you guys have it pretty good over there even if you pay more for some food most other things are drastically cheaper than here in the UK. The phrase "Rip Off Britain" is very much true, we and i believe much of Europe get a pretty raw deal on the prices of things like houses, technology, cars etc

Being from Norway I considered buying electronics cheap in the in the US but discovered it was not worth it. Once you factor in the 25% VAT in, the difference shrinks. When you at considerably stronger consumer protections and warranty, the difference is all gone. Warranty in Norway on an Apple laptop is 5 year. It is just one year in the US and offers much weaker protection. If you buy a 3 year apple protection plan to get closer to Norwegian warranty, the laptop ends up getting more expensive in the US.

It just isn’t worth it.

I find the big price difference for me is on small things. Stuff like rubber bands, paper clips, tooth brushes etc will always be significantly cheaper in the US. But those things are impractical to import from abroad.

>Being from Norway I considered buying electronics cheap in the in the US but discovered it was not worth it. Once you factor in the 25% VAT in, the difference shrinks.

Nowhere in the US is there a 25% sales tax (the US VAT equivalent); 5-8% is the norm. Some states have no sales tax at all.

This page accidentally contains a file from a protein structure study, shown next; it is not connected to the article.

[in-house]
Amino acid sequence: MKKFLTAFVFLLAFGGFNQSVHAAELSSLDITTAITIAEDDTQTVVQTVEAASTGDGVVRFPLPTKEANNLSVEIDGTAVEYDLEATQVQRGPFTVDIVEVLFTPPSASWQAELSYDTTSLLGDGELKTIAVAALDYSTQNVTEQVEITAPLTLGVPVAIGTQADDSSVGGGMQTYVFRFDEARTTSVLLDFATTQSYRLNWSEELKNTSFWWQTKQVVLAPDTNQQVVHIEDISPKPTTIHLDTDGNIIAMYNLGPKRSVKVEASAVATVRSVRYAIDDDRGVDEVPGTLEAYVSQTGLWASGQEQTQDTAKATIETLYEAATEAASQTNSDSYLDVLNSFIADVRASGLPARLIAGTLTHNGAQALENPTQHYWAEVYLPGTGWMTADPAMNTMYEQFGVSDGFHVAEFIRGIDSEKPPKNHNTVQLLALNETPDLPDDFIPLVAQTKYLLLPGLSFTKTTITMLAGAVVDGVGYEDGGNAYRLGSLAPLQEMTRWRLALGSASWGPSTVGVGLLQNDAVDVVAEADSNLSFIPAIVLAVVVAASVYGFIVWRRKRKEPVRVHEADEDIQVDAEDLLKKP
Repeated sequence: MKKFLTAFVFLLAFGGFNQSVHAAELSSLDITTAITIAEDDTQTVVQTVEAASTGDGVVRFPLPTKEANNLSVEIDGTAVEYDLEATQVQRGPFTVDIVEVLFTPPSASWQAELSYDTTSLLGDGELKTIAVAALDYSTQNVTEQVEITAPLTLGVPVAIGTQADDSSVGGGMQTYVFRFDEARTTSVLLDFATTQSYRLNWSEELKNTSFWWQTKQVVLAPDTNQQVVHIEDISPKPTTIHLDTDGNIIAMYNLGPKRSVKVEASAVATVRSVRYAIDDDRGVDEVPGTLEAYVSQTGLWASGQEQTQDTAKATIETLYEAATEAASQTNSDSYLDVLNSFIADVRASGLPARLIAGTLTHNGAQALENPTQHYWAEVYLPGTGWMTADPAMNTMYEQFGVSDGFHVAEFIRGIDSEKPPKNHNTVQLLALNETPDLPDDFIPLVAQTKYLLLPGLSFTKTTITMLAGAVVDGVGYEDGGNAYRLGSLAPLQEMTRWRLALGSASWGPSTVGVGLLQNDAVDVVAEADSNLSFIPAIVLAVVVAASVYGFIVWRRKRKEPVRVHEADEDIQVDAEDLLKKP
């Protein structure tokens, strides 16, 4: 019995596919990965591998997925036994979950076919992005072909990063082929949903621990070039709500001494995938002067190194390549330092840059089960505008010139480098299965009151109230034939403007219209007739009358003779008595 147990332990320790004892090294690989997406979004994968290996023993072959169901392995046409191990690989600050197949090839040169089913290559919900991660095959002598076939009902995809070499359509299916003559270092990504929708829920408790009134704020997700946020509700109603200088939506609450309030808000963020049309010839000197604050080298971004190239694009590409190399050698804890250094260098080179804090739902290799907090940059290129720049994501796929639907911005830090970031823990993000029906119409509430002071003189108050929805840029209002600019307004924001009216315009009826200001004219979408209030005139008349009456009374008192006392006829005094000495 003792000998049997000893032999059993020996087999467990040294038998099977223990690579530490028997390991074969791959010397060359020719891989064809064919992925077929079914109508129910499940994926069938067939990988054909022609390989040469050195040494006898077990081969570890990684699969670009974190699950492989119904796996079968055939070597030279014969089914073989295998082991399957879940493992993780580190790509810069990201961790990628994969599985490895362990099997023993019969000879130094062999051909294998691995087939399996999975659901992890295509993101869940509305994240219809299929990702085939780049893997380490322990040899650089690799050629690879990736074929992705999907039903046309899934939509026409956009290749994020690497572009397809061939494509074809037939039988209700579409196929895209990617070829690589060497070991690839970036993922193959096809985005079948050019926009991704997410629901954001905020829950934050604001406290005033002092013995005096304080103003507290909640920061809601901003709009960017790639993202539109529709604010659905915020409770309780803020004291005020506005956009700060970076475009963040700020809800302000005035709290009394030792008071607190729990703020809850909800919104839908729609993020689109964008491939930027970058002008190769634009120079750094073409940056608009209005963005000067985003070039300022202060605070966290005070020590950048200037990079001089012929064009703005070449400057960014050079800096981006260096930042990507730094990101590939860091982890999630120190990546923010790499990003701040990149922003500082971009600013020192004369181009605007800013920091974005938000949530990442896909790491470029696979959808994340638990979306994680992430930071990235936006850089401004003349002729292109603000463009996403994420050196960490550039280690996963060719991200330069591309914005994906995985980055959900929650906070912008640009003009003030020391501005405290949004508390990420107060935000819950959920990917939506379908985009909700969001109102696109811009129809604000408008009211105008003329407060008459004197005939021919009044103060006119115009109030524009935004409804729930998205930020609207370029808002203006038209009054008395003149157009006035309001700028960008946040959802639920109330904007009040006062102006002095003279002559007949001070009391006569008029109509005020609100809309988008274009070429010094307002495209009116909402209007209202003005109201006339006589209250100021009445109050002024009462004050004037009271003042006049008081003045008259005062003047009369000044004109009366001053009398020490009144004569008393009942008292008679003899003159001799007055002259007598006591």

If you import electronics from U.S. to Norway you have to pay the Norwegian 25% VAT, not U.S. sales tax.

But the sales tax savings over VAT pay for your flight from Oslo to nyc. Then you just don’t declare the laptop as a purchase made in USA.

this exactly, i almost did it when buying my laptop, also there are tax free states like oregon (im not sure why its just what i read)

It doesn't explain the whole discrepancy, but I imagine one part of it is sales tax/VAT. Here in Europe all consumer prices are usually listed with VAT already included, while AFAIK US list prices are usually excluding sales tax.

> prices are usually excluding sales tax

Which, if charged, is usually a fraction of VAT.

How does sales tax work? As a VAT-registered business, if I were buying something for work (such as a laptop) I would pay 20% VAT but then I claim it back at the next quarter - as VAT is actually a tax on profit, not on spending. Does the same apply to sales tax or does everyone pay it regardless?

Everyone pays it on almost all goods, some labor, and usually not groceries (depends on jurisdiction)

You can have state, city, and local tax applied (or item specific like Chicago charge tax on soda for a short while)

Not everyone pays sales tax - though this might vary depending on the state. I know in Indiana, businesses do not pay it on most of the things they buy. So if an accounting firm buys printer paper, they pay no sales tax. But if I buy paper for my home, I pay it. Companies generally had a tax ID they used to get out of paying.

Non-profit organisations did not pay either in many cases.

In situations where this tax was paid, they could get a refund at tax time.

> I know in Indiana, businesses do not pay it on most of the things they buy. So if an accounting firm buys printer paper, they pay no sales tax.

Actually the accounting firm would typically pay sales tax on all of their equipment and supplies like printer paper.

Each state has some different rules and exemptions, but the general principle is that items bought for resale are not taxed when the business buys them. This is both for items that are simply bought and sold (like a retailer) or materials that go into a finished product (like gold and gems that a jeweler will turn into jewelry). Instead, the business will collect sales tax (and forward it to the state) when the end user buys the product.